Dr. Sammy’s Best CDs of 2012, pt 3: the CD(s) of the Year
I couldn’t make up my mind a couple years ago and the result was a tie for CD of the Year between Eels and Munly. It’s happened again, as 2012 presented us with two artists at the peak of their powers. So what’s your pleasure: apples or oranges?
Best CDs of 2012
The Killers: Battle Born
If we take how often I played it as the yardstick, then Battle Born was easily my favorite CD of 2012. I completely lost track of how many times I spun this one driving around, but I couldn’t help myself.
It has grown so unfashionable to be a rock star in the traditional mode (ie, the Golden Age of 1970s Classic Rock swagger – think Zep or The Stones) that bands simply don’t swing for the fences anymore. Instead of striving to make art that is larger than life, the mores of the era dictate intimacy and “keeping it real.” Frankly, this has hurt our musical culture. No, I’m not advocating for a parade of strutting, self-obsessed cockrockers, but there’s something to be said for an artist who aspires to greatness, to produce something timeless and legendary. Show me an artist without an ego and I’ll show you a bad artist, I’ve often said, and while that ego doesn’t necessarily need to manifest itself in a public life of debauchery and excess, I do like to hear an album with ambition, one that strives to be grand.
Battle Born is a CD with a dream. Grounded in a simple enough story – boy meets girl, boy gets girl pregnant, then things go to hell as reality sets in – the disc revolves around a narrative straight out of the Springsteen/Mellencamp School of Heartland Working Class Rock Opera. Take this, from “Runaways”:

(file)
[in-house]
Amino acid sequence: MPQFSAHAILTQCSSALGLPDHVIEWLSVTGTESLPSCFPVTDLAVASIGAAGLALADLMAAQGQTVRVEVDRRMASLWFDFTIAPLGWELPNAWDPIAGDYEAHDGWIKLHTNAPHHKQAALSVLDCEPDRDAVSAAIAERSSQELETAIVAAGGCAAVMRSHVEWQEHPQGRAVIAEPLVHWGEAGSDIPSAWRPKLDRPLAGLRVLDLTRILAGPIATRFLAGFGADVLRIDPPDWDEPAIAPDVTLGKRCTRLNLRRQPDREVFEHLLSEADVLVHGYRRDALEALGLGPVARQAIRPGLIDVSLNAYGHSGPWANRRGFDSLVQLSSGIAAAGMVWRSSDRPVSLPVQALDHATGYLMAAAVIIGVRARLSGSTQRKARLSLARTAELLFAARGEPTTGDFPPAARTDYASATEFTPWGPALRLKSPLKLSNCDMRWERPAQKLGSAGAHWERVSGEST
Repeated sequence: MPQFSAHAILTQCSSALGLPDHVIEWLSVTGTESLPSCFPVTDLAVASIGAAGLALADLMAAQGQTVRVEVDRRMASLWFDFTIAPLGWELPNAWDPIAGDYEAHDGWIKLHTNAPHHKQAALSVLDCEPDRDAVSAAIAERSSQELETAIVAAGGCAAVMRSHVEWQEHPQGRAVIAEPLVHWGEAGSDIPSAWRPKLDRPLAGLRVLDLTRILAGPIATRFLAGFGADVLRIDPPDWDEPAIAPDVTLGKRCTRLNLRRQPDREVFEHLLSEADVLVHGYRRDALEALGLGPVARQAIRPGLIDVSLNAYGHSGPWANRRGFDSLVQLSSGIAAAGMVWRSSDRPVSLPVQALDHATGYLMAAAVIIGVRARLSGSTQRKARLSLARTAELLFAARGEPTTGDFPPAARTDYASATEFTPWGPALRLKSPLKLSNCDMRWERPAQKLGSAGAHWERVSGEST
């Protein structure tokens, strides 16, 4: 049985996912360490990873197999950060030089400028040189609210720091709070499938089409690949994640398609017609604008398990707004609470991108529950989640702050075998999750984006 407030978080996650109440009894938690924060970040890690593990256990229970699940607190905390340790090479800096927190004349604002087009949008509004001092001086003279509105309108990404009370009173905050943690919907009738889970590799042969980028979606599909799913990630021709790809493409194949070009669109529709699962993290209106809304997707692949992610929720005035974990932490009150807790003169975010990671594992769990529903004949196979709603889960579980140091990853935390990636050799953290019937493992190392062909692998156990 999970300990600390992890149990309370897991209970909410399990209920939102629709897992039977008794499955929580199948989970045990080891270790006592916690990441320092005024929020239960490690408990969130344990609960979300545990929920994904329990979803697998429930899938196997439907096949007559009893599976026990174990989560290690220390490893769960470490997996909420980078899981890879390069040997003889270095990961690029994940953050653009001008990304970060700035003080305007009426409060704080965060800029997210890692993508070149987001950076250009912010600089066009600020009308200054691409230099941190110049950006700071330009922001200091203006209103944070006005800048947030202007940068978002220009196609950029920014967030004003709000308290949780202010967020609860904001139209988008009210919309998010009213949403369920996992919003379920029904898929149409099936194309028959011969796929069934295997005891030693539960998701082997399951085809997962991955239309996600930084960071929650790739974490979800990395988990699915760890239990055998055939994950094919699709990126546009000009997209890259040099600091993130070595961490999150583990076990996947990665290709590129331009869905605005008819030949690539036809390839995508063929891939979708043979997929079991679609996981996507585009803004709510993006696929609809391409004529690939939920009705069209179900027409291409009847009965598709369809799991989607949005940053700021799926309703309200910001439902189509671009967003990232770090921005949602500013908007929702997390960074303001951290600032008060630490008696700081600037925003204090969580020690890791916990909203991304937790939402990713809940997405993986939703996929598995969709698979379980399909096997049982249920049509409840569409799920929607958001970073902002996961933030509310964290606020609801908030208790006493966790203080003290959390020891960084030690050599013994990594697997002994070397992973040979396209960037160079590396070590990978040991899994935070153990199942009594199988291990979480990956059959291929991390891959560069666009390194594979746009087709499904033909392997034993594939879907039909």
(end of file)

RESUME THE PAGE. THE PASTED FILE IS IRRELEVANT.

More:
We got engaged on a Friday night
I swore on the head of our unborn child that I could take care of the three of us
But I got the tendency to slip when the nights get wild.
It’s in my blood
She says she might just runaway somewhere else, some place good
Now, sift that ethos through the doomed nuclear generation romanticism of the ’80s and you have a fair approximation of the Battle Born gestalt. About the only things missing here are covers of “The River” and “Forever Young.”
It certainly helps that The Killers’ limitless ambition is matched by a remarkable gift for songcraft – no rock band is going any further than their songs take them, and here we have perhaps their strongest collection of tunes to date. These lyrics demand melodies and arrangements that evoke the simplicity and essential beauty of youth.
I remember driving
In my daddy’s car to the airfield
Blanket on the hood, backs against the windshield
The Killers may not be the biggest band in the world right now, but they’re damned sure working on it. They’ve always been obsessed with Born to Run, which is about as big a target as Rock has generated in the last 40 years, and their particular ear for how “Thunder Road” might be cross-pollenated with ’80s radio TechnoPop (Human League, Berlin, Alphaville) and Post-Punk (The Cure, Joy Division, Echo & the Bunnymen) yields a sound that evokes not one significant moment in our musical history, but two or three.
There’s plenty of room in the world for intimate, introspective Indie. It’s refreshing to hear that there’s also a taste out there for bands who long for the spotlights of the grand stage. For too many years that place in the American zeitgeist has been ceded to prefabricated corporate pop of the American Idol ilk, while real artists retreated deeper and deeper into their own navel-gazing.
Not everybody thinks that The Killers’s actual music is as substantively iconic as the pose they strike (AllMusic.com, linked above, gives Battle Born four stars, which is about a half star less than it deserves, and Stephen Thomas Erlewine’s review migrates from getting it…
The great open secret about the Killers is that they only make sense when they operate on a grand scale. Everything they do is outsized; their anthems are created for fathomless stadiums, a character quirk they’ve grown into over the years as they’ve gone from scrappy wannabes fighting their way out of Las Vegas to the international superstars they’ve longed to be.
…to a characterization of them as professional technicians: